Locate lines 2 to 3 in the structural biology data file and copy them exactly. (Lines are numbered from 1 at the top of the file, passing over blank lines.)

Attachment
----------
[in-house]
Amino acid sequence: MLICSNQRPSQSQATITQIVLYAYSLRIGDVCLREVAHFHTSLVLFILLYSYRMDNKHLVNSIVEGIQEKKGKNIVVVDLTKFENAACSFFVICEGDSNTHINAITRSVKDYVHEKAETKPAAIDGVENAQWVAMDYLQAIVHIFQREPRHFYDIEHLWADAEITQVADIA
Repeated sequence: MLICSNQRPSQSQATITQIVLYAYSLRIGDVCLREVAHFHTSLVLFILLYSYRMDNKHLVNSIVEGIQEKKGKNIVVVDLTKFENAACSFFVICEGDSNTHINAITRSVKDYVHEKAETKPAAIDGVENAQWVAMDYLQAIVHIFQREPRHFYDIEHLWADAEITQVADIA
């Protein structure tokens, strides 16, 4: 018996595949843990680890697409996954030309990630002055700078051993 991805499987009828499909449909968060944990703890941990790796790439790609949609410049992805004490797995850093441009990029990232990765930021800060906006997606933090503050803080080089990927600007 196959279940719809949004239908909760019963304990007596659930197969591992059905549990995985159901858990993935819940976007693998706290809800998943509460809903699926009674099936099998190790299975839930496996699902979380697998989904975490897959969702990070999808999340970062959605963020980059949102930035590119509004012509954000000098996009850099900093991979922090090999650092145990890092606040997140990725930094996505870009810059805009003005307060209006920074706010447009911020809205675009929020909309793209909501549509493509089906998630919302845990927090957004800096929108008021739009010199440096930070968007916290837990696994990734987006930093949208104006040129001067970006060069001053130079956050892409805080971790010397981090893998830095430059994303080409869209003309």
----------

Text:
Amino acid sequence: MLICSNQRPSQSQATITQIVLYAYSLRIGDVCLREVAHFHTSLVLFILLYSYRMDNKHLVNSIVEGIQEKKGKNIVVVDLTKFENAACSFFVICEGDSNTHINAITRSVKDYVHEKAETKPAAIDGVENAQWVAMDYLQAIVHIFQREPRHFYDIEHLWADAEITQVADIA
Repeated sequence: MLICSNQRPSQSQATITQIVLYAYSLRIGDVCLREVAHFHTSLVLFILLYSYRMDNKHLVNSIVEGIQEKKGKNIVVVDLTKFENAACSFFVICEGDSNTHINAITRSVKDYVHEKAETKPAAIDGVENAQWVAMDYLQAIVHIFQREPRHFYDIEHLWADAEITQVADIA